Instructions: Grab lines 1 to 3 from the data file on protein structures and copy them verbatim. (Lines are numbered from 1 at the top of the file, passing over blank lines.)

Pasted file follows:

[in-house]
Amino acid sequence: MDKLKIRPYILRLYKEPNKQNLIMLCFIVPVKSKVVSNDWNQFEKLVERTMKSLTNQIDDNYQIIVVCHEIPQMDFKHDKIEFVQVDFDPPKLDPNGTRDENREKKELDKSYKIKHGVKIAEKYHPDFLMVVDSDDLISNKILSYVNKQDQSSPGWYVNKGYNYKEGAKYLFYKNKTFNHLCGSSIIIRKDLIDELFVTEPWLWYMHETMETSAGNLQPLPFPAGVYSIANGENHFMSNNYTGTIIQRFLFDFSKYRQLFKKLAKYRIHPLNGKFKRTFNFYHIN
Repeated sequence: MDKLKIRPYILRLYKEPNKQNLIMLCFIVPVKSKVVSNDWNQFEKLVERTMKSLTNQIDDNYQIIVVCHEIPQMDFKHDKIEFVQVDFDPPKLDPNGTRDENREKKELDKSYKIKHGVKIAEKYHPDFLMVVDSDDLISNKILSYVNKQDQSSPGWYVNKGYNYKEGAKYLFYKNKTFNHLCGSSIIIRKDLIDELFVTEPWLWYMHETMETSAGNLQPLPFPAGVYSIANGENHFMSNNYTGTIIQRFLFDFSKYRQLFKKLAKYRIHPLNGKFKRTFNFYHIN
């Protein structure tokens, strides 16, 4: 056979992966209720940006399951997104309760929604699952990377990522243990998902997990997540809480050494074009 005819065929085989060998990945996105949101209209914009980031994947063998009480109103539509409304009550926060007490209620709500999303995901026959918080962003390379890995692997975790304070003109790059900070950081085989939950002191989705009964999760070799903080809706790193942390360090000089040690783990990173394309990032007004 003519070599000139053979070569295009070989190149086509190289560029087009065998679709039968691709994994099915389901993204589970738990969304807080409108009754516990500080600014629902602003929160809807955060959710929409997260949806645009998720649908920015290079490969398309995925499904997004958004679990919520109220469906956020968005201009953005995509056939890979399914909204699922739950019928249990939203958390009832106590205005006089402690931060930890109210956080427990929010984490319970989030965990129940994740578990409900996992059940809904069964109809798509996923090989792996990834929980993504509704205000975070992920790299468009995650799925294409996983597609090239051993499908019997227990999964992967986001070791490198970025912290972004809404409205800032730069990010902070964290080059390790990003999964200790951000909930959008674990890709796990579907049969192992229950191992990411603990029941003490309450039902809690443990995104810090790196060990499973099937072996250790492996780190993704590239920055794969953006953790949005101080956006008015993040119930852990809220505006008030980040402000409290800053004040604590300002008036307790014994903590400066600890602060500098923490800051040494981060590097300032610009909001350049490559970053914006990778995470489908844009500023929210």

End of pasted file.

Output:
[in-house]
Amino acid sequence: MDKLKIRPYILRLYKEPNKQNLIMLCFIVPVKSKVVSNDWNQFEKLVERTMKSLTNQIDDNYQIIVVCHEIPQMDFKHDKIEFVQVDFDPPKLDPNGTRDENREKKELDKSYKIKHGVKIAEKYHPDFLMVVDSDDLISNKILSYVNKQDQSSPGWYVNKGYNYKEGAKYLFYKNKTFNHLCGSSIIIRKDLIDELFVTEPWLWYMHETMETSAGNLQPLPFPAGVYSIANGENHFMSNNYTGTIIQRFLFDFSKYRQLFKKLAKYRIHPLNGKFKRTFNFYHIN
Repeated sequence: MDKLKIRPYILRLYKEPNKQNLIMLCFIVPVKSKVVSNDWNQFEKLVERTMKSLTNQIDDNYQIIVVCHEIPQMDFKHDKIEFVQVDFDPPKLDPNGTRDENREKKELDKSYKIKHGVKIAEKYHPDFLMVVDSDDLISNKILSYVNKQDQSSPGWYVNKGYNYKEGAKYLFYKNKTFNHLCGSSIIIRKDLIDELFVTEPWLWYMHETMETSAGNLQPLPFPAGVYSIANGENHFMSNNYTGTIIQRFLFDFSKYRQLFKKLAKYRIHPLNGKFKRTFNFYHIN